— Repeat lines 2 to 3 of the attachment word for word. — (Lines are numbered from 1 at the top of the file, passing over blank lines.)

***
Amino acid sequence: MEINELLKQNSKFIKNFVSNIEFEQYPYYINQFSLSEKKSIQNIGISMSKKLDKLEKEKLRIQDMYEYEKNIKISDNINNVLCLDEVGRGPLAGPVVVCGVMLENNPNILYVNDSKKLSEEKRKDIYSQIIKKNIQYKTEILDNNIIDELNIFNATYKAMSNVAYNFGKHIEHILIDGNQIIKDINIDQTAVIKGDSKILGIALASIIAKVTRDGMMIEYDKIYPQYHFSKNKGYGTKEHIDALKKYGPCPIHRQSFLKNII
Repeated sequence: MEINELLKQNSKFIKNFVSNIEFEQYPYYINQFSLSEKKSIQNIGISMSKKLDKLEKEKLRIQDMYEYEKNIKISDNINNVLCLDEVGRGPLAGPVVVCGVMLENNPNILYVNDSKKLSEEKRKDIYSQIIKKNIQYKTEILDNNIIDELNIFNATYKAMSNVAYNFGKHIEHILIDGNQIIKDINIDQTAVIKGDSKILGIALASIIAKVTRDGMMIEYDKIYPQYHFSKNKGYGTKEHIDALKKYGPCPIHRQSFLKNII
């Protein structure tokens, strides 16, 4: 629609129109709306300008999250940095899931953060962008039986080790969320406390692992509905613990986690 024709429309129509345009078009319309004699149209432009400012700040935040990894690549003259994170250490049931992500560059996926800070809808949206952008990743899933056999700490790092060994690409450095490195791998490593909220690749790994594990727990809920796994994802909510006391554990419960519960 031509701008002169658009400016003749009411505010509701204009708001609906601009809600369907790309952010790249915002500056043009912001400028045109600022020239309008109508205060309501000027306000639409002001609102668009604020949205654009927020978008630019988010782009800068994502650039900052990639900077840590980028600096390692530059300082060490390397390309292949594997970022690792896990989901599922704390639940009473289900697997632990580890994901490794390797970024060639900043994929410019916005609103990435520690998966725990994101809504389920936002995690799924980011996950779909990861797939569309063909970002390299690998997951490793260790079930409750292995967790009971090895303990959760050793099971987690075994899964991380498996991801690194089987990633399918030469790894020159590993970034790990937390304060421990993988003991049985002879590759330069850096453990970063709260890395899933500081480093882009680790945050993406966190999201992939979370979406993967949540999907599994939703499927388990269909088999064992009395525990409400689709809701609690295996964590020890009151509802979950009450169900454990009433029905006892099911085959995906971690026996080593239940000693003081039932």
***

Repeated sequence: MEINELLKQNSKFIKNFVSNIEFEQYPYYINQFSLSEKKSIQNIGISMSKKLDKLEKEKLRIQDMYEYEKNIKISDNINNVLCLDEVGRGPLAGPVVVCGVMLENNPNILYVNDSKKLSEEKRKDIYSQIIKKNIQYKTEILDNNIIDELNIFNATYKAMSNVAYNFGKHIEHILIDGNQIIKDINIDQTAVIKGDSKILGIALASIIAKVTRDGMMIEYDKIYPQYHFSKNKGYGTKEHIDALKKYGPCPIHRQSFLKNII
């Protein structure tokens, strides 16, 4: 629609129109709306300008999250940095899931953060962008039986080790969320406390692992509905613990986690 024709429309129509345009078009319309004699149209432009400012700040935040990894690549003259994170250490049931992500560059996926800070809808949206952008990743899933056999700490790092060994690409450095490195791998490593909220690749790994594990727990809920796994994802909510006391554990419960519960 031509701008002169658009400016003749009411505010509701204009708001609906601009809600369907790309952010790249915002500056043009912001400028045109600022020239309008109508205060309501000027306000639409002001609102668009604020949205654009927020978008630019988010782009800068994502650039900052990639900077840590980028600096390692530059300082060490390397390309292949594997970022690792896990989901599922704390639940009473289900697997632990580890994901490794390797970024060639900043994929410019916005609103990435520690998966725990994101809504389920936002995690799924980011996950779909990861797939569309063909970002390299690998997951490793260790079930409750292995967790009971090895303990959760050793099971987690075994899964991380498996991801690194089987990633399918030469790894020159590993970034790990937390304060421990993988003991049985002879590759330069850096453990970063709260890395899933500081480093882009680790945050993406966190999201992939979370979406993967949540999907599994939703499927388990269909088999064992009395525990409400689709809701609690295996964590020890009151509802979950009450169900454990009433029905006892099911085959995906971690026996080593239940000693003081039932």